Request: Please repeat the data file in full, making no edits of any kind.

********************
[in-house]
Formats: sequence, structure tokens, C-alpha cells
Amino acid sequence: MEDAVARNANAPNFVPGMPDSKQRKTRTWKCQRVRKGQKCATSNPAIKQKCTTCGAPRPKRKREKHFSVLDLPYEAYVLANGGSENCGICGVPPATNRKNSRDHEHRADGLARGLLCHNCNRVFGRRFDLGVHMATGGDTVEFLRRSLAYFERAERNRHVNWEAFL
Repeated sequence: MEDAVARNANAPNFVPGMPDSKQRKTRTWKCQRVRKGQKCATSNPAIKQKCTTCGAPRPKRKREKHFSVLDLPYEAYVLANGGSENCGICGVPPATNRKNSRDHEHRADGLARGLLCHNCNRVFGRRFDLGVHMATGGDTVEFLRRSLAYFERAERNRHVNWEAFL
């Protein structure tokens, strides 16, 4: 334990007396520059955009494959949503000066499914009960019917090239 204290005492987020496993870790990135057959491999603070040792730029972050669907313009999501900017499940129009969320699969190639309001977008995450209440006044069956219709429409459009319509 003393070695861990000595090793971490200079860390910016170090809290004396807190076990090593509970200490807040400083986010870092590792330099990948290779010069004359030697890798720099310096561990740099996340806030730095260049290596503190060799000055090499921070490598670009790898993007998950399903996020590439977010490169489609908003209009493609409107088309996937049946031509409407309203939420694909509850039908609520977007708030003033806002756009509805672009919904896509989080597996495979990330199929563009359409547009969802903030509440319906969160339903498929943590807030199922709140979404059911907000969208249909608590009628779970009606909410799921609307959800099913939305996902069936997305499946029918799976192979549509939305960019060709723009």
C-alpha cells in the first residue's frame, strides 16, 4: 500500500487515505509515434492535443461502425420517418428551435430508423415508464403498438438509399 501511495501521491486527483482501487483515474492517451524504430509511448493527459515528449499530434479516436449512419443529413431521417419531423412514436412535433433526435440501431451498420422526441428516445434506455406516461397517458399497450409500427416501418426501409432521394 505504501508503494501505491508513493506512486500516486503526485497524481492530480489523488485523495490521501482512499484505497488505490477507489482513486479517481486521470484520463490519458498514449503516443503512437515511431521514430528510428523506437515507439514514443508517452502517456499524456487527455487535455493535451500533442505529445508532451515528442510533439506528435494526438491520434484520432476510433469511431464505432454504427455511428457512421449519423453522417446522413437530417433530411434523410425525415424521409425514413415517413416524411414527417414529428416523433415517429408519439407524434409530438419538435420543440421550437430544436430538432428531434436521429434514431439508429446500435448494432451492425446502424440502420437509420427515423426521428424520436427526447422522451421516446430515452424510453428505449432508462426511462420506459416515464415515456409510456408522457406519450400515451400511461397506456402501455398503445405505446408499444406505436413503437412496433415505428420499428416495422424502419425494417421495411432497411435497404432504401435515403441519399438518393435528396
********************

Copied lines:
[in-house]
Formats: sequence, structure tokens, C-alpha cells
Amino acid sequence: MEDAVARNANAPNFVPGMPDSKQRKTRTWKCQRVRKGQKCATSNPAIKQKCTTCGAPRPKRKREKHFSVLDLPYEAYVLANGGSENCGICGVPPATNRKNSRDHEHRADGLARGLLCHNCNRVFGRRFDLGVHMATGGDTVEFLRRSLAYFERAERNRHVNWEAFL
Repeated sequence: MEDAVARNANAPNFVPGMPDSKQRKTRTWKCQRVRKGQKCATSNPAIKQKCTTCGAPRPKRKREKHFSVLDLPYEAYVLANGGSENCGICGVPPATNRKNSRDHEHRADGLARGLLCHNCNRVFGRRFDLGVHMATGGDTVEFLRRSLAYFERAERNRHVNWEAFL
């Protein structure tokens, strides 16, 4: 334990007396520059955009494959949503000066499914009960019917090239 204290005492987020496993870790990135057959491999603070040792730029972050669907313009999501900017499940129009969320699969190639309001977008995450209440006044069956219709429409459009319509 003393070695861990000595090793971490200079860390910016170090809290004396807190076990090593509970200490807040400083986010870092590792330099990948290779010069004359030697890798720099310096561990740099996340806030730095260049290596503190060799000055090499921070490598670009790898993007998950399903996020590439977010490169489609908003209009493609409107088309996937049946031509409407309203939420694909509850039908609520977007708030003033806002756009509805672009919904896509989080597996495979990330199929563009359409547009969802903030509440319906969160339903498929943590807030199922709140979404059911907000969208249909608590009628779970009606909410799921609307959800099913939305996902069936997305499946029918799976192979549509939305960019060709723009």
C-alpha cells in the first residue's frame, strides 16, 4: 500500500487515505509515434492535443461502425420517418428551435430508423415508464403498438438509399 501511495501521491486527483482501487483515474492517451524504430509511448493527459515528449499530434479516436449512419443529413431521417419531423412514436412535433433526435440501431451498420422526441428516445434506455406516461397517458399497450409500427416501418426501409432521394 505504501508503494501505491508513493506512486500516486503526485497524481492530480489523488485523495490521501482512499484505497488505490477507489482513486479517481486521470484520463490519458498514449503516443503512437515511431521514430528510428523506437515507439514514443508517452502517456499524456487527455487535455493535451500533442505529445508532451515528442510533439506528435494526438491520434484520432476510433469511431464505432454504427455511428457512421449519423453522417446522413437530417433530411434523410425525415424521409425514413415517413416524411414527417414529428416523433415517429408519439407524434409530438419538435420543440421550437430544436430538432428531434436521429434514431439508429446500435448494432451492425446502424440502420437509420427515423426521428424520436427526447422522451421516446430515452424510453428505449432508462426511462420506459416515464415515456409510456408522457406519450400515451400511461397506456402501455398503445405505446408499444406505436413503437412496433415505428420499428416495422424502419425494417421495411432497411435497404432504401435515403441519399438518393435528396